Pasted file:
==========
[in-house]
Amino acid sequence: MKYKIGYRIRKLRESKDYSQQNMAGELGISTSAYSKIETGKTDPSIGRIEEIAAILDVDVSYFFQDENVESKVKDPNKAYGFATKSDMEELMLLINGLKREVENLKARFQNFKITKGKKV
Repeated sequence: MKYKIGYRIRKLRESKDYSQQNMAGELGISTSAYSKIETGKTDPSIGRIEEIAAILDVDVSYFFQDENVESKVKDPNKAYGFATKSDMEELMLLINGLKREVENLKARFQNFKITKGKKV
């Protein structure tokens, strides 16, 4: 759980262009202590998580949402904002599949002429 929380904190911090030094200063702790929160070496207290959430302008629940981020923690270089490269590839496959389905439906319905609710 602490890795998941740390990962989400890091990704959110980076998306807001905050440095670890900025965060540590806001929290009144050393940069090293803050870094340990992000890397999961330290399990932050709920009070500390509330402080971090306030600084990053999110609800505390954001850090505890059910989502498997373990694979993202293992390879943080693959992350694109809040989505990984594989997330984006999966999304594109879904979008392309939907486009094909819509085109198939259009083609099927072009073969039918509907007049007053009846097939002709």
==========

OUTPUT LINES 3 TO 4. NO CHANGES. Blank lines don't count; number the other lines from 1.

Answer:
Repeated sequence: MKYKIGYRIRKLRESKDYSQQNMAGELGISTSAYSKIETGKTDPSIGRIEEIAAILDVDVSYFFQDENVESKVKDPNKAYGFATKSDMEELMLLINGLKREVENLKARFQNFKITKGKKV
């Protein structure tokens, strides 16, 4: 759980262009202590998580949402904002599949002429 929380904190911090030094200063702790929160070496207290959430302008629940981020923690270089490269590839496959389905439906319905609710 602490890795998941740390990962989400890091990704959110980076998306807001905050440095670890900025965060540590806001929290009144050393940069090293803050870094340990992000890397999961330290399990932050709920009070500390509330402080971090306030600084990053999110609800505390954001850090505890059910989502498997373990694979993202293992390879943080693959992350694109809040989505990984594989997330984006999966999304594109879904979008392309939907486009094909819509085109198939259009083609099927072009073969039918509907007049007053009846097939002709």